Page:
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Vail Daily column: Plans progress on Eagle River Park

Organizers aim to create a new gateway to the Eagle River that improves river health and provides the community with a unique social and recreation space.

It's happening.

About this time every winter — the good ones, anyway — it starts to feel real. The snow piles deeper, the sun angles upward and local river runners start dreaming about the powder days to come.

That's how it works for whitewater lovers in the Eagle River Valley. Whether or not we're lucky enough to catch a ride on the fresh mountain snowfall as it's stacking up, we know our second chance will come soon enough, when the basin is brimming with the runoff of spring snowmelt. And this time around, we're dreaming bigger than ever.

Sure, everyone is stoked about a snowpack that's measuring well above average at the moment, but the reality is that runoff is still a few months away. Meanwhile, the bigger picture on the horizon has already begun to come into focus in the heart of the valley.

Less than a year after voters approved a 0.5 percent sales tax to fund park and trail improvements in the town of Eagle, community members and stakeholders have launched the design process for the town's new outdoor centerpiece known as the Eagle River Park. With a series of four whitewater wave features and significant stream improvements surrounded by a new upland park connecting the Eagle County Fairgrounds and Chambers Park, the Eagle River Park will serve as the cornerstone of the town of Eagle's visionary River Corridor Master Plan. And it's sure to be a sight to behold.

Just about everyone who has driven I-70 past Eagle is familiar with the current uninspiring view. Travelers are greeted by a muddy truck parking area accented with a pair of dumpsters and a dilapidated port-a-potty alongside the chain-link fence that inhibits access to the river. As gateways go, the ragged entrance to Eagle simply doesn't do justice to the inviting natural beauty the area is known for.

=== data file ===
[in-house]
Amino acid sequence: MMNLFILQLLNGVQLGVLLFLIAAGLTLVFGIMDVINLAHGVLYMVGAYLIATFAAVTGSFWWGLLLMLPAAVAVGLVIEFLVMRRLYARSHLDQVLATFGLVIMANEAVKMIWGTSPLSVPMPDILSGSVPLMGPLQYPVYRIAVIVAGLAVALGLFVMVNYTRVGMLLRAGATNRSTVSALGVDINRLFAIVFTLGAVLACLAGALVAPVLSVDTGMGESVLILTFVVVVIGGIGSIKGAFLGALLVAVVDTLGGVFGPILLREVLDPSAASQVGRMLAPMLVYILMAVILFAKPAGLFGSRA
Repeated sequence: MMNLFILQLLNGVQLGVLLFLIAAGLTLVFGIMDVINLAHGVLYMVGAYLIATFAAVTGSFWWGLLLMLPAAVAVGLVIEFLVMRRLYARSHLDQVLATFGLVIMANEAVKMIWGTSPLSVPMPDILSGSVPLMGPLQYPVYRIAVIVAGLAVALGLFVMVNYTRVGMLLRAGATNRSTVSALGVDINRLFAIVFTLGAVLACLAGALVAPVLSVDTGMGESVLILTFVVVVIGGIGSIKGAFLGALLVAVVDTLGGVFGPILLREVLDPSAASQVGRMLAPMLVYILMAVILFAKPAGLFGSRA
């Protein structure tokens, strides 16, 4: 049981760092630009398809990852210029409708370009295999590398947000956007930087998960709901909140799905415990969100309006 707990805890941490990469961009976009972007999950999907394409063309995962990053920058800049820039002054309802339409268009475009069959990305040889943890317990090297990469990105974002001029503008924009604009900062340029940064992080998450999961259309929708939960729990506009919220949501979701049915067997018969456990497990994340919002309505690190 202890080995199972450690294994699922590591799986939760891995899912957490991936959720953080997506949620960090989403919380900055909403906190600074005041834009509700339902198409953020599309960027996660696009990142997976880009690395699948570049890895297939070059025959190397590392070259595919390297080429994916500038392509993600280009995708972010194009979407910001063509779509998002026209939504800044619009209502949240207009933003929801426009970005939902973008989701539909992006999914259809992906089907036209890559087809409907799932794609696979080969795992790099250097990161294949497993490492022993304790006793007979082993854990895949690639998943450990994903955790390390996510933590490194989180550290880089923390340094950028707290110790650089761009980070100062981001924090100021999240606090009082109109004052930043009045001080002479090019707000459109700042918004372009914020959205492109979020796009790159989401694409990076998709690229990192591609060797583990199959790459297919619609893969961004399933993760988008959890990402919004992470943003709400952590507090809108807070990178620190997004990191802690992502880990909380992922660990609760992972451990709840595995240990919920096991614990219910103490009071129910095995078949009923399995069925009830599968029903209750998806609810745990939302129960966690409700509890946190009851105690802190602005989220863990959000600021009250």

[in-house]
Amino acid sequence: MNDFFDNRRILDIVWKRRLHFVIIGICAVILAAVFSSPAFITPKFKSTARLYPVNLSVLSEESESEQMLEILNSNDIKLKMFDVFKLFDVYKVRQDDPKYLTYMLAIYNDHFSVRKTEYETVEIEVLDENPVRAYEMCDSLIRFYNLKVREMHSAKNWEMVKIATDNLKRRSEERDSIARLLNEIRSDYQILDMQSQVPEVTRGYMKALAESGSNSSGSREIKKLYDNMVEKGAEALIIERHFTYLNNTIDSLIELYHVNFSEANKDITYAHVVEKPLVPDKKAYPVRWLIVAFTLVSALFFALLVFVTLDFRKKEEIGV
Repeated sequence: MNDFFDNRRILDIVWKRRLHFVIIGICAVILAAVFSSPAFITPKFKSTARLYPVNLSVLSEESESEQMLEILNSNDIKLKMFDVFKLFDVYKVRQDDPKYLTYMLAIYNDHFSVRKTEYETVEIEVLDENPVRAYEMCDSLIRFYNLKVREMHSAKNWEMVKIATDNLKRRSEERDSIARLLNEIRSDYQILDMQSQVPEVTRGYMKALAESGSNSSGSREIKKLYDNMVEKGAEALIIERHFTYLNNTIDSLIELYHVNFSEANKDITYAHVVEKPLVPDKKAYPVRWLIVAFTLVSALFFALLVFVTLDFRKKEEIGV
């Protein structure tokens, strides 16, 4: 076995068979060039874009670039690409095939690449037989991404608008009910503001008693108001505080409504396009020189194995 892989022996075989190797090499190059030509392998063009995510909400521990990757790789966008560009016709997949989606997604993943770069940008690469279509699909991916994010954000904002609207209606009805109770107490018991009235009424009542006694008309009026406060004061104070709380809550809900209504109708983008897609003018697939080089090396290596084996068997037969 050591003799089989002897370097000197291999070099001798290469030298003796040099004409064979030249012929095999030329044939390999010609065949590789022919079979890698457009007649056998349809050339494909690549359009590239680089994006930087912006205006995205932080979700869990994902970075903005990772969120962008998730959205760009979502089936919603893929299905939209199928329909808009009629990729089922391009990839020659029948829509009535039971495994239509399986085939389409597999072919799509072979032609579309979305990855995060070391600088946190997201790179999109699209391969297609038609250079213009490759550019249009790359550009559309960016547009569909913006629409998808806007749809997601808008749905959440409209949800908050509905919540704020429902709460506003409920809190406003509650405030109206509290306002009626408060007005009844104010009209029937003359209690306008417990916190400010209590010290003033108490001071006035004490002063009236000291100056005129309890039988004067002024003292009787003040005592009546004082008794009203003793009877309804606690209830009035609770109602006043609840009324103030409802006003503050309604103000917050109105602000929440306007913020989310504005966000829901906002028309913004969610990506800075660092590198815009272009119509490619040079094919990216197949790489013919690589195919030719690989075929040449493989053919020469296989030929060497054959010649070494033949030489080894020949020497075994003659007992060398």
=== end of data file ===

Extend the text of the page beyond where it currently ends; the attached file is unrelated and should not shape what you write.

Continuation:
And then there's the river itself. The town's most precious resource has fallen victim to development and neglect through the years. Largely overlooked for more than a century, the Eagle River was reconfigured and unnaturally rerouted to make room for the interstate back in the 1970s, and further manipulated by diversions and bank erosion since. From Chambers Park to the Fairgrounds, it's really more of a man-made canal in need of some long overdue attention.

"It's not a healthy, natural river right now. When the interstate came in, the highway department altered the course of the river, shortened its course, and the river is still struggling to reach equilibrium with that move," said Scott Shipley, an aquatic engineer and three-time Olympic kayaking competitor, who is now dedicated to whitewater park design.

Shipley's Lyons-based company, S2O Designs, has been assigned the task of rediscovering the Eagle River's natural equilibrium and putting it on the fast track as it rolls through the town's new park. Along the way, he also has been granted the opportunity to create the free-flowing stream's signature whitewater paddling and surfing venue, an attraction with potential to transform the way Eagle interacts with its namesake river.

With the quarter-mile whitewater park forming the foundation, the goal is to create an attractive new gateway to the river that improves river health and provides the community with a unique social and recreation space that further enhances quality of life in Eagle. With a potential boost from local donors, the expectation is that the park will pay for itself by attracting throngs of visitors once it opens in summer of 2018.